Lasers shone into the brains of mice can now activate individual neurons—and change the animals' behaviour. Scientists have used the technique to increase how fast mice drink a milkshake, but it could also help researchers to map brain functions at a much finer scale than is currently possible.

Neuroscientists at Stanford University in California conducted their experiments on mice that were genetically engineered to have light-sensitive neurons in a brain region called the orbitofrontal cortex. That area is involved in perceiving, and reacting to, rewards. By shining a laser at specific neurons, the researchers increased the pace at which the mice consumed a high-calorie milkshake. The results, reported on 12 November at the annual meeting of the Society for Neuroscience in San Diego, California, illustrate for the first time that the technique, known as optogenetics, can control behaviour by activating a sequence of individual cells.

One goal of optogenetics is to create automated systems that manipulate the brain on the fly using only light, says Michael Häusser, a neuroscientist at University College London, UK. This might be done by engineering neurons to contain one protein that makes the cell fire when activated by a flash of coloured light, and another that causes the cell to flash in a different colour when it fires. A device that detected this second colour could quickly determine sites of activity associated with certain behaviours and customize which cells the first light would stimulate in response. Such a system might be able to alter the neural processes that link alcohol with reward in addiction, or a visual trigger with flashbacks in post-traumatic stress disorder.

It would also require precision beyond the capability of current optogenetic techniques, which activate clusters of cells. In some cases, activating just one neuron can change an animal’s behaviour, so accidentally hitting a cell’s neighbour could confuse efforts to map the brain.

Laser focus

In the mice experiment, the Stanford team led by neuroscientists Joshua Jennings and Karl Deisseroth shone a laser through a device that scatters the light into a pattern that hits specific neurons.

To ensure that the cells they targeted were specific to food rewards, the researchers mapped cells involved in social rewards, which are mixed in with the calorie-reward cells but drive very different behaviours. They allowed a baby mouse to run around in a tube inside the microscope and touch noses with the mouse whose brain was being imaged and then mapped which neurons responded when the two animals interacted.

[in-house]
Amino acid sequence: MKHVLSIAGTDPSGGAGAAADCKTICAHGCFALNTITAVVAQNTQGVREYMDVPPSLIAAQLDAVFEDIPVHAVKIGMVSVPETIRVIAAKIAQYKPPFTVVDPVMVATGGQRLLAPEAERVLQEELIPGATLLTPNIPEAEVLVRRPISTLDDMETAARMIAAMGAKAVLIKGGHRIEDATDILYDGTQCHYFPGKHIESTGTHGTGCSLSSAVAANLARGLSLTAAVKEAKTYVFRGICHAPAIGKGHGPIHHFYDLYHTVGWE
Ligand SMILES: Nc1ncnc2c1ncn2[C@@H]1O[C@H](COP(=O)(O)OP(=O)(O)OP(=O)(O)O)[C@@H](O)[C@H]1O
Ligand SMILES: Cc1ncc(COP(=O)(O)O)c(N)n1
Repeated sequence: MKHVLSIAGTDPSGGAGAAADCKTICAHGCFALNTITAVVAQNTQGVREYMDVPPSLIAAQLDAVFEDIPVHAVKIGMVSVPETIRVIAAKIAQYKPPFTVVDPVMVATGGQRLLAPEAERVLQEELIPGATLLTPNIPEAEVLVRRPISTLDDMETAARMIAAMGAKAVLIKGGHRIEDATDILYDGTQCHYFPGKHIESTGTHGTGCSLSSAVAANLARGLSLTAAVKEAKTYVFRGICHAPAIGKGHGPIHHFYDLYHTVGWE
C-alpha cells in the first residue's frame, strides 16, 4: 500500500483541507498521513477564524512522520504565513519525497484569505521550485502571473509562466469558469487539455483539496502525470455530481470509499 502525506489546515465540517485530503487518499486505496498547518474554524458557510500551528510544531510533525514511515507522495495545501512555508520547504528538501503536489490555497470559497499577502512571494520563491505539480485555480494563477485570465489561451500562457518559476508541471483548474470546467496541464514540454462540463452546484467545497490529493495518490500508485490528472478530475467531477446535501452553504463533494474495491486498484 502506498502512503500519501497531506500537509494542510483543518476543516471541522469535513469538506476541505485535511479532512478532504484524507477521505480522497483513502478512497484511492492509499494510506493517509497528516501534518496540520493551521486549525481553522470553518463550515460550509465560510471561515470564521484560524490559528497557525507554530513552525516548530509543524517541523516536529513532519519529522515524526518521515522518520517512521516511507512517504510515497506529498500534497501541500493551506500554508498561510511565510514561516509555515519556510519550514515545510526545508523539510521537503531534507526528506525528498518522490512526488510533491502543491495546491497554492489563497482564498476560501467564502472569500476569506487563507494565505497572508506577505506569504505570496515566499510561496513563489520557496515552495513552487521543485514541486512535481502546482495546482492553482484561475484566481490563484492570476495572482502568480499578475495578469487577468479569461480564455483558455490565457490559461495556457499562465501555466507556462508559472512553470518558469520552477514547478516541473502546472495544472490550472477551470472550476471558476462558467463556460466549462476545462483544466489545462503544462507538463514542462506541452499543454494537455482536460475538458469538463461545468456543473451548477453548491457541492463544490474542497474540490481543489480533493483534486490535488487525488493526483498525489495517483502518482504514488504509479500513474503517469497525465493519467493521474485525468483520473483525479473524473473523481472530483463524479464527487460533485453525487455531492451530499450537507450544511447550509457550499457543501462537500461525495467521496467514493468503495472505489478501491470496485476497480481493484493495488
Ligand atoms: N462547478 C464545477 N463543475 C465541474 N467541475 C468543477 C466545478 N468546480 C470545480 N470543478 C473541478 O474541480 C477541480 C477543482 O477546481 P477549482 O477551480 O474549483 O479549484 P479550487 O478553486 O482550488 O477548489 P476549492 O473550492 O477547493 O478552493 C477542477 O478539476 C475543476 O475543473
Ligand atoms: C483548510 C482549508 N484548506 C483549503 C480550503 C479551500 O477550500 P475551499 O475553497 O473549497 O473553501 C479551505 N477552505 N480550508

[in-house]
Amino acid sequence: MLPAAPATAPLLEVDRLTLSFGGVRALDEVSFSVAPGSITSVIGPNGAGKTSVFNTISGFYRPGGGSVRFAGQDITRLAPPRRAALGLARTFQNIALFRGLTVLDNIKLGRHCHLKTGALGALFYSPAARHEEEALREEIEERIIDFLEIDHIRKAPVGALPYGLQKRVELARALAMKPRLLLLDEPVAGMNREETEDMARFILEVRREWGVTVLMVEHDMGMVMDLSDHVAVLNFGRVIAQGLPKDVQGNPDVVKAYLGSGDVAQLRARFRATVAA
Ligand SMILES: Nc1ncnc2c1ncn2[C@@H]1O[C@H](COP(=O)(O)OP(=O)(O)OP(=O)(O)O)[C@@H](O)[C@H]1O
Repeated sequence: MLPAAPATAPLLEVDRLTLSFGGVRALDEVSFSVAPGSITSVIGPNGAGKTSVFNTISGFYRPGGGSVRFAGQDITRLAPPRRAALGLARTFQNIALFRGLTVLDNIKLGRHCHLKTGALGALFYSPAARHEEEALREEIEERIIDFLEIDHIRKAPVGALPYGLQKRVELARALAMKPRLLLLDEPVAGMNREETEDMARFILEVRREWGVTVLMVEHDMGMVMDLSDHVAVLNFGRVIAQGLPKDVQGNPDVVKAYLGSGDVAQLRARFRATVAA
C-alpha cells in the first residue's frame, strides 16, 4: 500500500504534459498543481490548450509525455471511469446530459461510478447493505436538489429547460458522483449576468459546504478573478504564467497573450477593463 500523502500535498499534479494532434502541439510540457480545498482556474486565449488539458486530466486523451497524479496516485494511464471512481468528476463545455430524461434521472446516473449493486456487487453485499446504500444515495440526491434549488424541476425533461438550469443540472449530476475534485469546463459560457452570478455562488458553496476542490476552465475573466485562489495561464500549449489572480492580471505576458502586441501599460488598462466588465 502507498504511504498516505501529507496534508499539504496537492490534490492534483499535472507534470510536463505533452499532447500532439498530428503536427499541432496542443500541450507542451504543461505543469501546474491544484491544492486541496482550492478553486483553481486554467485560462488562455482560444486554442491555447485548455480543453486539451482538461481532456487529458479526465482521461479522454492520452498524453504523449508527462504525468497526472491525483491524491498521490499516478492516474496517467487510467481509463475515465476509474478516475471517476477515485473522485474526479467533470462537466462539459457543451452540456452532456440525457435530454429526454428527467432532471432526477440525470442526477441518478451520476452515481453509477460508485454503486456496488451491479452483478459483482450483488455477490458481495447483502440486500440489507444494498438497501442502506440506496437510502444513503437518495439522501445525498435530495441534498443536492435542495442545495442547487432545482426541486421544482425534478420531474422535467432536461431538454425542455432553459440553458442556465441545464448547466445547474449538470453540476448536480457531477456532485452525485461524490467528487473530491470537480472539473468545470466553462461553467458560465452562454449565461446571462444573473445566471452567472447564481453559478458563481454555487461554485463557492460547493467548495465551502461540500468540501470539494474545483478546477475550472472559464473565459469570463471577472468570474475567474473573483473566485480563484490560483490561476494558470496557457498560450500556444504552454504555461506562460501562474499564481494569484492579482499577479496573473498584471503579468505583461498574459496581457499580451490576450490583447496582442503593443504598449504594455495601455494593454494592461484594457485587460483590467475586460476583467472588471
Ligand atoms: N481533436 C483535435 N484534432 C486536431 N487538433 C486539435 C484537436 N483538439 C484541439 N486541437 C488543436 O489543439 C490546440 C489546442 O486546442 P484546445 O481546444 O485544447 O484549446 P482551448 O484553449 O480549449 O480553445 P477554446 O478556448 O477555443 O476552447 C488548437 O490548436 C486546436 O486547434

When the researchers repeated the first experiment with the high-calorie drink, but stimulated the social neurons rather than the food-reward ones, the mouse continued to lick up the water at the same speed. The team is now trying to determine whether activating the social neurons will make the animal act as though it is sensing pheromones by, for example, moving its whiskers, even when the baby mouse isn’t present.

The behaviour modification is an important step in exploring the potential of single-cell stimulation, says Weijian Yang, a neuroengineer at Columbia University in New York City. At the meeting, he and neuroscientist Luis Carrillo Reid presented a different approach to behaviour modification, artificially linking neurons that are normally involved in very different behaviours. The pair trained mice to lick at a reward only when they see a certain pattern shown on a screen, and mapped the neurons that respond to the image and those that respond to the reward.

Carrillo Reid says that repeatedly stimulating these unrelated neurons using optogenetics will eventually cause them to fire in sync, so that stimulating just one of them will cause the mouse to see the pattern and lick, even when the pattern isn’t there.

Häusser is impressed with the work and says that the next step is to figure out the entire neural pathway that is being changed. It will also be important to work out what the mouse perceives when its brain is stimulated, so that any changes can be made to feel as natural as possible. “The real potential of all-optical control has yet to be unlocked,” he says.

This article is reproduced with permission and was first published on November 17, 2016.